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Effects of soil drought on photosynthetic traits and antioxidant enzyme activities in Hippophae rhamnoides seedlings

Author:
Liu, Jingwen, Zhang, Ronghua, Zhang, Guangcan, Guo, Jing, Dong, Zhi
Source:
Journal of forestry research 2017 v.28 no.2 pp. 255-263
ISSN:
1007-662X
Subject:
Hippophae rhamnoides, antioxidants, chlorophyll, drought, enzyme activity, enzymes, fluorescence, gas exchange, leaves, loess, photostability, photosynthesis, saplings, seedlings, semiarid zones, soil water, soil water content, soil water deficit, thermal energy, vegetation, water stress, water use efficiency
Abstract:
Water deficit is one of the major limiting factors in vegetation recovery and reconstruction in the semi-arid area of loess hilly regions. Leaf photosynthesis in Hippophae rhamnoides Linn., a common tree grown in this region, decreases under water stress, but the mechanism responsible is not clear. The objective of this study was to investigate the effects of drought stress on photosynthesis and the relationship between photosynthetic variables and soil water contents to help us better understand the photo-physiological characteristics of H. rhamnoides under water stress and guide cultivation in the loess hilly region. Here, gas exchange, chlorophyll fluorescence and antioxidant enzyme activity in leaves of 3-year-old saplings of H. rhamnoides grown in pots were tested under eight soil water conditions. When soil water content (RWC) was between 38.9 and 70.5 %, stomatal limitation was responsible for the reduced net photosynthetic rate (P N). When RWC was lower than 38.9 %, nonstomatal limitation was the main factor restricting P N. Moderate water stress improved the water use efficiency (WUE) of the leaf. Water stress significantly influenced fluorescence variables and the antioxidant enzyme system. When RWC was between 38.9 and 70.5 %, nonphotochemical quenching (NPQ) increased and then decreased, indicating that thermal energy dissipation was a significant photoprotection mechanism. Antioxidant enzymes were activated when RWC ranged from 48.3 to 70.5 %; under severe water stress (RWC < 38.9 %), the antioxidant enzyme system was damaged, the activity of the antioxidant enzymes declined, and membranes were damaged. In the semiarid loess hilly region, RWC between 58.6 and 70.5 % was the economic water threshold value that maintained higher WUE and P N, and the maximum soil water deficit level that could sustain H. rhamnoides was RWC of 38.9 %.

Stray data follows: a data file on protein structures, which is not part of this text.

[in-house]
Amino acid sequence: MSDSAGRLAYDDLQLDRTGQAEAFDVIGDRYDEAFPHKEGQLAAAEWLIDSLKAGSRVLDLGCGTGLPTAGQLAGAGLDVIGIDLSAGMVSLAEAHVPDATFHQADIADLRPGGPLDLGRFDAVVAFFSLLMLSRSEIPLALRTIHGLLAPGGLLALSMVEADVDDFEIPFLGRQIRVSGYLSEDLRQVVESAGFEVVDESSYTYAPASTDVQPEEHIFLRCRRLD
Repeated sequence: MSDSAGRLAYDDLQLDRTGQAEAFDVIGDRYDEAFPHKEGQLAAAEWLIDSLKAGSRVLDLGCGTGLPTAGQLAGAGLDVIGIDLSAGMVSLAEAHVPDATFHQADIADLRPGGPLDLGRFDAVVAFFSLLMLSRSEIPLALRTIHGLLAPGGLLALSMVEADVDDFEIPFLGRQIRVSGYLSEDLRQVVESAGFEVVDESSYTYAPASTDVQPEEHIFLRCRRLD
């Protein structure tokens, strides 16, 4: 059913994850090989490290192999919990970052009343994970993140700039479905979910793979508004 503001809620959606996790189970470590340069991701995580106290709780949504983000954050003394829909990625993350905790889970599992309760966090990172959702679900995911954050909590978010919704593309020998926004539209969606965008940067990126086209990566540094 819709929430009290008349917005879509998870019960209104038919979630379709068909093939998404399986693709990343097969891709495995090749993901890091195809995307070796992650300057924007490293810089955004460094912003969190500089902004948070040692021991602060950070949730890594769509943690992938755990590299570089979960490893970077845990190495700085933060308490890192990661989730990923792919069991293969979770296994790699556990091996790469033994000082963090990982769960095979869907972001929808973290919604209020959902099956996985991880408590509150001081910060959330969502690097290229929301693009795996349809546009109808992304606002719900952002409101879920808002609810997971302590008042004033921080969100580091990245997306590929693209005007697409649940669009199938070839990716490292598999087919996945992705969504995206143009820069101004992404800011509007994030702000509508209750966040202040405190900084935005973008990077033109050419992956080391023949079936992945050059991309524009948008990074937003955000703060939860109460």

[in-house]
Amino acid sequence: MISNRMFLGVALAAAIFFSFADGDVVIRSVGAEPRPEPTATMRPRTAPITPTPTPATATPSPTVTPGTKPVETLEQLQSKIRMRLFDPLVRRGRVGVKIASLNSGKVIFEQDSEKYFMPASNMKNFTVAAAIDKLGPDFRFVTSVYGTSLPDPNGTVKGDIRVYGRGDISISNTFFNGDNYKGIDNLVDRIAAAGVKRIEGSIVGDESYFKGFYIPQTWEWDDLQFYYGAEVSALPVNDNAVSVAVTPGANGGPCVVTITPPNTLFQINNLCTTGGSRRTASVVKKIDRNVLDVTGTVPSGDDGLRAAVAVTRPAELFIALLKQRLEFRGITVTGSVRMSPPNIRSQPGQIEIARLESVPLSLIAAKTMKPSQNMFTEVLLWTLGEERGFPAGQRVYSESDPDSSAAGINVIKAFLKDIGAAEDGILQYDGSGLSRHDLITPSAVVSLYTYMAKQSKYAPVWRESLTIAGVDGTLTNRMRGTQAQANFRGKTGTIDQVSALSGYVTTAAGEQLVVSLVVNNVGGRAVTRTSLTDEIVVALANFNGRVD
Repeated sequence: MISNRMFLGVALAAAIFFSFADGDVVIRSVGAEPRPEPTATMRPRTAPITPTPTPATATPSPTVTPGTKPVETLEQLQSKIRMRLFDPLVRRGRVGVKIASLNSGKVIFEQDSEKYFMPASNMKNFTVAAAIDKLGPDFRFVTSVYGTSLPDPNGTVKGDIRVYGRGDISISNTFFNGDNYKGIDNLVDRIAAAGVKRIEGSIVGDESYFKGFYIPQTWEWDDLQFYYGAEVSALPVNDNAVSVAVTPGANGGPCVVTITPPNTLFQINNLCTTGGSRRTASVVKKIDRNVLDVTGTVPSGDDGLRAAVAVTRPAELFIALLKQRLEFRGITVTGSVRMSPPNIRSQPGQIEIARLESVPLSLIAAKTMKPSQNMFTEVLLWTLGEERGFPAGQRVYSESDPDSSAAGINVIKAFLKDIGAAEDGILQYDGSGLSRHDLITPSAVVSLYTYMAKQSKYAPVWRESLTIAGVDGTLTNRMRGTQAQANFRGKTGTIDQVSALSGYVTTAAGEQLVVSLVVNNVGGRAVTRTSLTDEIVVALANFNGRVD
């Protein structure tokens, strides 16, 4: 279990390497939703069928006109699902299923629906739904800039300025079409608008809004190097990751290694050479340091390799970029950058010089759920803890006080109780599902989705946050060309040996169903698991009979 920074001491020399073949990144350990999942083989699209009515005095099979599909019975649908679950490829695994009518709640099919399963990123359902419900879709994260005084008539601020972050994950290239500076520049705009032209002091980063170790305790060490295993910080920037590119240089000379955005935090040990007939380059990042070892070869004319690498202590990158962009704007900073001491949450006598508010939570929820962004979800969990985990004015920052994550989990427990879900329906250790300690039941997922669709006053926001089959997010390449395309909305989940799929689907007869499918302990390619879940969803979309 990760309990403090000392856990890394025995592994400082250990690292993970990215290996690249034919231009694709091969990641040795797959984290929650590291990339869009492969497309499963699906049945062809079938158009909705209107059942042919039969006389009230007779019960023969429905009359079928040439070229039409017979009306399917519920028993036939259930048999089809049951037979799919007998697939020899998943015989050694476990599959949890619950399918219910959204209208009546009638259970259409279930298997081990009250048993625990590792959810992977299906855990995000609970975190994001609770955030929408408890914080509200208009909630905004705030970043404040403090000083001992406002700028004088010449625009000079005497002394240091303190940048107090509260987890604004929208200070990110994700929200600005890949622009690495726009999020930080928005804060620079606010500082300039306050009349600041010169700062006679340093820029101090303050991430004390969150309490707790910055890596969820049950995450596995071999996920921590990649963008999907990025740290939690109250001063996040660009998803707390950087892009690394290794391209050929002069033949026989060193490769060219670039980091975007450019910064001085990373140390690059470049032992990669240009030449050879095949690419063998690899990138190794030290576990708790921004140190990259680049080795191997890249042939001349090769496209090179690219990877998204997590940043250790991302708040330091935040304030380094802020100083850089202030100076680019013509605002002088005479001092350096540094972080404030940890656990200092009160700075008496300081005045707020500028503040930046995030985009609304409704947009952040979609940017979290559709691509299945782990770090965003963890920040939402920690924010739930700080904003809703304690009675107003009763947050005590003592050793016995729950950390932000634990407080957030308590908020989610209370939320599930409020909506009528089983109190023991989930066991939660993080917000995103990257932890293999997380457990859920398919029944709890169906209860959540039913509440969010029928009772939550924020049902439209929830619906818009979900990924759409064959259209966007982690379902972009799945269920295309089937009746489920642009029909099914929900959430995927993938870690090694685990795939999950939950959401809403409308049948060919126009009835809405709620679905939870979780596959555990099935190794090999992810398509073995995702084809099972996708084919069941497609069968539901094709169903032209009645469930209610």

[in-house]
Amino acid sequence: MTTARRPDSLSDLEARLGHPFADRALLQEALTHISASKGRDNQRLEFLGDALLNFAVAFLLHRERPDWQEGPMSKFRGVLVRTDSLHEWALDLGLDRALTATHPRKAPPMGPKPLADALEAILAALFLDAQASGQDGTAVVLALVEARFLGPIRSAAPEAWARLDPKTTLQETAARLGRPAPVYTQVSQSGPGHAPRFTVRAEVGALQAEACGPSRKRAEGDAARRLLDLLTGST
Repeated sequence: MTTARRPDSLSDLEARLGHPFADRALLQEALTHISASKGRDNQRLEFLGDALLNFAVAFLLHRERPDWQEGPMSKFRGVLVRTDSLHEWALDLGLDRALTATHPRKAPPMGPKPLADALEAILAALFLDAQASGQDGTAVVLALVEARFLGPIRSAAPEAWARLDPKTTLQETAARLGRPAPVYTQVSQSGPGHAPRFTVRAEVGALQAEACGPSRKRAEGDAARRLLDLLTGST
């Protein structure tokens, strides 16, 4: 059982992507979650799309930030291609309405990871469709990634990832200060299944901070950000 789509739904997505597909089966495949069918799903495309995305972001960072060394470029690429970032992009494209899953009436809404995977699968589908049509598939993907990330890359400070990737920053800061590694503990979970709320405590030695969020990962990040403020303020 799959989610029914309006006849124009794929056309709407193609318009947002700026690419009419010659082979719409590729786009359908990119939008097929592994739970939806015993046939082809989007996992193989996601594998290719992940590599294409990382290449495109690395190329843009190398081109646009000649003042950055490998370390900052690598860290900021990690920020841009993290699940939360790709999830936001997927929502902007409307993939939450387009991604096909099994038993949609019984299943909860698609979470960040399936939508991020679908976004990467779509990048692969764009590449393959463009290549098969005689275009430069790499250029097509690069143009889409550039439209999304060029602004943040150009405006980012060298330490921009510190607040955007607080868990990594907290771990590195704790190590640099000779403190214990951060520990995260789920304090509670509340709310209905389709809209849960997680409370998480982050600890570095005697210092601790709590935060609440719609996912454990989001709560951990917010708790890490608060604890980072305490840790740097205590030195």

Agid:
5758715